Day 29. Tuesday 11 June.
The morning presented a brilliant blue sky – as it had been all night.
Bussed into the centre ahead of a midday English tour of the Hanseatic museum and precinct we’d been at yesterday, detouring for the mandatory coffee to fortify ourselves for the day. We had intended to head to the funicular afterwards but put that plan on hold for later reassessment after seeing the queues of tourists spilling down the streets.
But most importantly, a bottle of wine for tonight was bought from Vinmonopolet. Decision was to go with a known wine that was not Australian, so Casillero de Diablo got the nod: you can’t go past a good Chilean. D carried it around for the rest of the day in the back pack, with more care than some of the babies being carried around in pouches.
The tour group was small – not sure what that says about the number of English speakers visiting – and was comprehensive and informative. D & T marveled at the stoicism of the young German apprentices in particular, who apart from doing all the hard work (starting ages between 12 and 15) were also indentured for 6 years, during which time they would stay in Bergen. The similarity with Duntroon was eerie: even more so when none of the Hanseatics was permitted a relationship with the local women. If that happened, there were penalties, the most severe seems to have been a fine of a barrel of beer to be consumed by colleagues. Sounds more like a reward than a punishment (perhaps the story has been misinterpreted in the retelling?)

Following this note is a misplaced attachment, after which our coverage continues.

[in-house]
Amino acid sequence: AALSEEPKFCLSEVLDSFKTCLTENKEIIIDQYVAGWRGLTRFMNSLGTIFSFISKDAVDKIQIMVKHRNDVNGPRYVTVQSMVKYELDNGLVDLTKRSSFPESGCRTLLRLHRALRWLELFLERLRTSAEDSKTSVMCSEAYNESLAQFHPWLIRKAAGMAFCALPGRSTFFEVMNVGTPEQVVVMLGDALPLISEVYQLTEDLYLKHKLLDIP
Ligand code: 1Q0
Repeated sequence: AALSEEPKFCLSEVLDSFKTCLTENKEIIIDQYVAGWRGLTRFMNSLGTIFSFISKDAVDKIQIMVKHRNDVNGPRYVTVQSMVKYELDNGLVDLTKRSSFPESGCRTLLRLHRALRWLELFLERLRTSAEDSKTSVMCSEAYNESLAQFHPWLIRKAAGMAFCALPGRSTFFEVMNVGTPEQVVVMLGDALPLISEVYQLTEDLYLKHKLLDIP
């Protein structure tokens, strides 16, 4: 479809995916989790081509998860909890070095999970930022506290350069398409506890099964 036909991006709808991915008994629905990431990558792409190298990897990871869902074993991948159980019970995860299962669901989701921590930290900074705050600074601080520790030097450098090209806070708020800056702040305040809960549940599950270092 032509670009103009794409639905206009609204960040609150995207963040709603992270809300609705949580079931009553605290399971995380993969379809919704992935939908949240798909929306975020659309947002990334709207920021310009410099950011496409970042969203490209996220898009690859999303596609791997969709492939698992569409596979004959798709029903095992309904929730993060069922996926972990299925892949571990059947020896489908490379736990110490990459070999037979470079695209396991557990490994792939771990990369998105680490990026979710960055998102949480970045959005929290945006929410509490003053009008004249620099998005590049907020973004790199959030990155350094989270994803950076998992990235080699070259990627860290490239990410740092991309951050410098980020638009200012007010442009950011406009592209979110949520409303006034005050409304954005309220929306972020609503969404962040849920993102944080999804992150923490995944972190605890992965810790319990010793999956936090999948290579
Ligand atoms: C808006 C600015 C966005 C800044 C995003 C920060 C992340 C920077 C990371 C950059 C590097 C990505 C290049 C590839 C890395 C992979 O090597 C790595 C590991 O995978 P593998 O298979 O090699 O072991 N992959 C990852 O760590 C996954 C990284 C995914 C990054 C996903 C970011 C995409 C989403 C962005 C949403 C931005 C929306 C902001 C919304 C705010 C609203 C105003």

It was a cold, dark life, particularly in winter. The buildings were mostly constructed from wood, so the fear of fire was intense, As such, it was limited to specific areas: the kitchens, obviously, which had lots of stone, and contained metal box fire places that were fed from stone enclosed access. But the main working areas and the dormitories were unheated – and no cuddling to help stay warm at night.
After this tour we wandered separately through the precinct, T being particularly captivated by the roof lines and overhangings.
Back past the line up to confirm that the queue had maintained its serpent-like length so we opted to head to Fantoft to the Stave Church using the light rail. Inside the church a delightful young lady provided a commentary – telling us also that she was to be married in the church shortly. It is not used regularly as it is now classified as a museum, but is available for special occasions (weddings qualify apparently) and for a service at Christmas.
The church was originally built in 1150, and moved to its current location in 1883. It was burned down in 1992, but has been rebuilt as it was, reopening in 1997.
The search for the ideal beer continues. It’s a pretty even, average field.
*Attributed to D, after Jean Anthelme Brillat-Savarin, a 19th Century French gastronome.